Hopefully I don't derail Lee's intended flow, as I'm going to touch only on magazines and newspapers, based on my experiences.
In writing articles for a magazine, not cartoons, they owned the property for two years. If I sought during that period of time to have my work published elsewhere, they had to OK it, take a cut, and get credit in the other publication where it appears.
Since this was a magazine with other media ties, they were also free to reproduce it on other platforms, such as radio, without paying me any extra.
But, after the two years had passed, ownership reverted back to me, and it was free game to have the article published wherever I wanted, however I wanted.
From my conversations with another magazine, it seems their contract is pretty much the same. But perhaps those arrangements are unique rather than the norm -- and don't even pertain to cartoons.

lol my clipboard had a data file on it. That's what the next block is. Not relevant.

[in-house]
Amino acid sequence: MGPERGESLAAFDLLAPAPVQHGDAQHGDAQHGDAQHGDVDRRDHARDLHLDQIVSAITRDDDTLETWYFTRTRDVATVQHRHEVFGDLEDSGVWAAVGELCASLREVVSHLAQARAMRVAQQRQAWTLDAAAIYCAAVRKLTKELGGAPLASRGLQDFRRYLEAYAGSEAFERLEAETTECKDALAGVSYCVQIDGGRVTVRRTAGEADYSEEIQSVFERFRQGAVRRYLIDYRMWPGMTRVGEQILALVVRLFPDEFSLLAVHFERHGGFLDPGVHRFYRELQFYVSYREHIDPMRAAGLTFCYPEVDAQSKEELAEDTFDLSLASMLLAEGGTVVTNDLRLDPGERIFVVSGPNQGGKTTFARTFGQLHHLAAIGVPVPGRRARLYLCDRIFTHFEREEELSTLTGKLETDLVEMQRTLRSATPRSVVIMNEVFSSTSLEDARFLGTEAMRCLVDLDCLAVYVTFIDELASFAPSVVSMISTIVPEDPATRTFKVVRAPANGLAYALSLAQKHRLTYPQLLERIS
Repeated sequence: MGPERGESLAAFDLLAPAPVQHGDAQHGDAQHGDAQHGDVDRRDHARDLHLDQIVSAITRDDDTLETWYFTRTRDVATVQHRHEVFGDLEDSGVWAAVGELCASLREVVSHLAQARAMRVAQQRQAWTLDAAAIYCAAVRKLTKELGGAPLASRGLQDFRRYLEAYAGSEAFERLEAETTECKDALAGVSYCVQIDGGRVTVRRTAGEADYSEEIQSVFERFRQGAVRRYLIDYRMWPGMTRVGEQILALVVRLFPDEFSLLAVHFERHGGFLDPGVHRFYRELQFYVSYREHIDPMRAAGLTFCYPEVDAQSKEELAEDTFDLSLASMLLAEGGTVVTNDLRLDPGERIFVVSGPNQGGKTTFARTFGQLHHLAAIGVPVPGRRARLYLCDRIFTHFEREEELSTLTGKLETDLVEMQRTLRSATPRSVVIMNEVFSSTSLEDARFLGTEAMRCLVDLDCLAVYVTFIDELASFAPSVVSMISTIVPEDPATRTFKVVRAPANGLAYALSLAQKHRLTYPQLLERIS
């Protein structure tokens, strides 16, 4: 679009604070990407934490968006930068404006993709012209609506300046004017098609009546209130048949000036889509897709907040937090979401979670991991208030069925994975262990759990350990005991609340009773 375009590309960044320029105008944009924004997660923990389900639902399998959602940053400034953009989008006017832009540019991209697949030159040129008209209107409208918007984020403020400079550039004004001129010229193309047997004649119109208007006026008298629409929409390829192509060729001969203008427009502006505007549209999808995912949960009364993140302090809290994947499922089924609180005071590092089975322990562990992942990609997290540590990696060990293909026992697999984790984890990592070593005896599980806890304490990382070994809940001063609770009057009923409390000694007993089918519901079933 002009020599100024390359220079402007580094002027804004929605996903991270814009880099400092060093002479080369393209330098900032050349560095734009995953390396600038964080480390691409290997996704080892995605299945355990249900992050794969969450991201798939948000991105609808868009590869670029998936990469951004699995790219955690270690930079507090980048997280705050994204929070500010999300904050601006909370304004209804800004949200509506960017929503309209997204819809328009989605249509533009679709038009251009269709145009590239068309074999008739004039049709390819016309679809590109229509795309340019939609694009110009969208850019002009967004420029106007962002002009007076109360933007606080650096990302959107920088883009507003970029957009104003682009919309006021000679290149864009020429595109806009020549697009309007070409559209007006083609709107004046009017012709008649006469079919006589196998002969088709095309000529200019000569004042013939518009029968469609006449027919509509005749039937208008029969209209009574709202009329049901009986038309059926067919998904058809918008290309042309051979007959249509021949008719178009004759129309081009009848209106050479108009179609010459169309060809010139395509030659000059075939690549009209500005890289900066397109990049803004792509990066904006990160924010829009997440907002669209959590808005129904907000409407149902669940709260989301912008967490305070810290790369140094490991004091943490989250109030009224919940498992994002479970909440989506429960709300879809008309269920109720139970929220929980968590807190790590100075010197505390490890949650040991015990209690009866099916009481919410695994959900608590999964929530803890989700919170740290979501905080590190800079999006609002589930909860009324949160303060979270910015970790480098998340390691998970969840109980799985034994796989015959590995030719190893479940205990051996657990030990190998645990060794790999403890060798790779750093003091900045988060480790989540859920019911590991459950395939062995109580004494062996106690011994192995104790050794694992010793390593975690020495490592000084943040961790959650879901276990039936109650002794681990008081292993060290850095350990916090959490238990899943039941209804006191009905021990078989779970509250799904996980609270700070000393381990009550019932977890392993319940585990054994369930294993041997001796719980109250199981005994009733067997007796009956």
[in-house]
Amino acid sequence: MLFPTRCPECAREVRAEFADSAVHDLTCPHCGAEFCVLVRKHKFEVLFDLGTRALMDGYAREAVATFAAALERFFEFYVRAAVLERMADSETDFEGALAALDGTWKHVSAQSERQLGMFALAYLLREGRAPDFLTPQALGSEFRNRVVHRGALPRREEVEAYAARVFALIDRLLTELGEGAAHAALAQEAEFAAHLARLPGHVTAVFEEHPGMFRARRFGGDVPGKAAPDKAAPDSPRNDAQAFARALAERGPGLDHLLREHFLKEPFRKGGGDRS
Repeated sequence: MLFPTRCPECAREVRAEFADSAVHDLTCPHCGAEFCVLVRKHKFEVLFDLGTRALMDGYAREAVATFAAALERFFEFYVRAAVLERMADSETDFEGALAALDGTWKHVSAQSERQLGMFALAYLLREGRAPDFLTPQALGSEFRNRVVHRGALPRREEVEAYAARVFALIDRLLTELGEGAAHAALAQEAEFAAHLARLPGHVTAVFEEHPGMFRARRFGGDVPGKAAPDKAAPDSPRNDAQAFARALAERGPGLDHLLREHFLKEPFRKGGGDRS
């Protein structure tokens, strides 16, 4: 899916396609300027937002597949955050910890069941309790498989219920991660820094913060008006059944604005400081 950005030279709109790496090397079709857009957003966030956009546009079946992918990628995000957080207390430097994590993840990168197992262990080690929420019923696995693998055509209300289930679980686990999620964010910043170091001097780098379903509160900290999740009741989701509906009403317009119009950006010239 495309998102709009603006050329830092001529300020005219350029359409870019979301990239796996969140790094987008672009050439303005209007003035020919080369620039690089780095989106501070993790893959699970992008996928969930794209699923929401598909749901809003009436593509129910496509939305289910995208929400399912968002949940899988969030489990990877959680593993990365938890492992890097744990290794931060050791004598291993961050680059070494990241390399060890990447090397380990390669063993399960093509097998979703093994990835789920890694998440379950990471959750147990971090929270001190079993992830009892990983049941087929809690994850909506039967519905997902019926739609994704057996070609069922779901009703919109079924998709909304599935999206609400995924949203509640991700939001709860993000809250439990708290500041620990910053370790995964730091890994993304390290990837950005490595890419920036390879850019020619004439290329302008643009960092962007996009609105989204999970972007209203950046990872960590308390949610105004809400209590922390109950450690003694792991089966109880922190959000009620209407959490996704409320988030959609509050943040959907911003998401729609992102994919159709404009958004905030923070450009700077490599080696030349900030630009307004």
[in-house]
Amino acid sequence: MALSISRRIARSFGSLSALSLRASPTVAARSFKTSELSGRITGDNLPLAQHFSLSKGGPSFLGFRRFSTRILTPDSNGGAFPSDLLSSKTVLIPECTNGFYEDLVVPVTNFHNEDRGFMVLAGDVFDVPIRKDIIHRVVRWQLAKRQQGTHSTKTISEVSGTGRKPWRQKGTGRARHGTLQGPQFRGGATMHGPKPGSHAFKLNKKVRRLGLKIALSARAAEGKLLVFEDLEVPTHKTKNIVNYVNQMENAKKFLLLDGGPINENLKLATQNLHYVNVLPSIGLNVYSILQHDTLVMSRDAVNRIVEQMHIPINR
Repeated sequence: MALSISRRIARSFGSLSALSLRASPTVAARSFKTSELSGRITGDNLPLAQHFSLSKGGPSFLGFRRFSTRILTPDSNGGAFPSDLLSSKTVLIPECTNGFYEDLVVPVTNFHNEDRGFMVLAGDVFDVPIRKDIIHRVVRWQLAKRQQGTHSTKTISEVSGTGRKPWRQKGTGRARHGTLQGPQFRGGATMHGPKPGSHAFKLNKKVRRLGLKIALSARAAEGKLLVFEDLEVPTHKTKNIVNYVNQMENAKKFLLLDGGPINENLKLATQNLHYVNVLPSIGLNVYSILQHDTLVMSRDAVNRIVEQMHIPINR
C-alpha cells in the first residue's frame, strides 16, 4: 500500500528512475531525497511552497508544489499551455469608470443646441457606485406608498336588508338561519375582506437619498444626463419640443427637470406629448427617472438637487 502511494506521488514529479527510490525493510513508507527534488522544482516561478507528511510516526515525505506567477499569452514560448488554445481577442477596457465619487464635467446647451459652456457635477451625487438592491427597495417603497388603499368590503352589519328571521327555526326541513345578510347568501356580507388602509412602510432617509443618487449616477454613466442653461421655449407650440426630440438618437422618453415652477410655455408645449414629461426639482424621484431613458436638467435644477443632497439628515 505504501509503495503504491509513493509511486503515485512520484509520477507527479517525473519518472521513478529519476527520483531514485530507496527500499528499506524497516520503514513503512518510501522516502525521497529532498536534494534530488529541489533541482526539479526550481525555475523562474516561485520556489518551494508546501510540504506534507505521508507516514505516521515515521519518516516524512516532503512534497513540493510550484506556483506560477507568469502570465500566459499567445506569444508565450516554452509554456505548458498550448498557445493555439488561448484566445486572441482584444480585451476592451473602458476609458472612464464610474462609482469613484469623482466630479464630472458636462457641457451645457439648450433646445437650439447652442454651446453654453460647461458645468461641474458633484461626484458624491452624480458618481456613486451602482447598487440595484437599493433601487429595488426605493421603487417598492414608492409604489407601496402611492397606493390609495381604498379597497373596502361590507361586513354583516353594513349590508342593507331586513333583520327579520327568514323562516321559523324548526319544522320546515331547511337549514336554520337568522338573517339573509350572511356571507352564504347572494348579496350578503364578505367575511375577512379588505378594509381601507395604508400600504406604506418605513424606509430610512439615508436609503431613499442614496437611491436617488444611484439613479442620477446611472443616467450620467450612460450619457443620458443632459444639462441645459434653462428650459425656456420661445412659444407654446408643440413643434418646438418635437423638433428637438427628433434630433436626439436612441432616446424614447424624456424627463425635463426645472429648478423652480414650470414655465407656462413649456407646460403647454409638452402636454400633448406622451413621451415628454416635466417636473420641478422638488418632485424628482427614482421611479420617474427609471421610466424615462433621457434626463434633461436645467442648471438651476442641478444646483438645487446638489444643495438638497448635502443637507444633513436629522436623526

I also work for a newspaper, and we own the copyright to all original content (not wire copy or syndicated cartoons) that we publish. However, there is one exception -- the works of our local editorial cartoonist.
In her contract, we are purchasing the rights to first publication, but she retains the copyright. Therefore, the very next day she could have it published in our rival paper with no repercussions; other than her work may not appear in our publication ever again.
My two cents...or perhaps just one.